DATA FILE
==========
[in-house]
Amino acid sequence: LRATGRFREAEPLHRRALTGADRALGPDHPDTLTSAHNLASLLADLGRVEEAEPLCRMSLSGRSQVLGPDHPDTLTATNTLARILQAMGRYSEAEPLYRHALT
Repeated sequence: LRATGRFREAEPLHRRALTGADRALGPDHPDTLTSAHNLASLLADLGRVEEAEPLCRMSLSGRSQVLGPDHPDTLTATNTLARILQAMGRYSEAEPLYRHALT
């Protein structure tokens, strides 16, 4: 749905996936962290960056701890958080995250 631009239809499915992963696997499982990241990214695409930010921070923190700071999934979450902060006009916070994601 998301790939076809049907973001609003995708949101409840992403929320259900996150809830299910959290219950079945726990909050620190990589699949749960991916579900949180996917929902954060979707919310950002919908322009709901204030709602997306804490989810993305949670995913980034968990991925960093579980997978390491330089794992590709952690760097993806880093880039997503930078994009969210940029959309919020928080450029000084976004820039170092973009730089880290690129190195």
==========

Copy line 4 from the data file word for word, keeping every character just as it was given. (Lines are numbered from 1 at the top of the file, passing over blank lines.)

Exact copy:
């Protein structure tokens, strides 16, 4: 749905996936962290960056701890958080995250 631009239809499915992963696997499982990241990214695409930010921070923190700071999934979450902060006009916070994601 998301790939076809049907973001609003995708949101409840992403929320259900996150809830299910959290219950079945726990909050620190990589699949749960991916579900949180996917929902954060979707919310950002919908322009709901204030709602997306804490989810993305949670995913980034968990991925960093579980997978390491330089794992590709952690760097993806880093880039997503930078994009969210940029959309919020928080450029000084976004820039170092973009730089880290690129190195």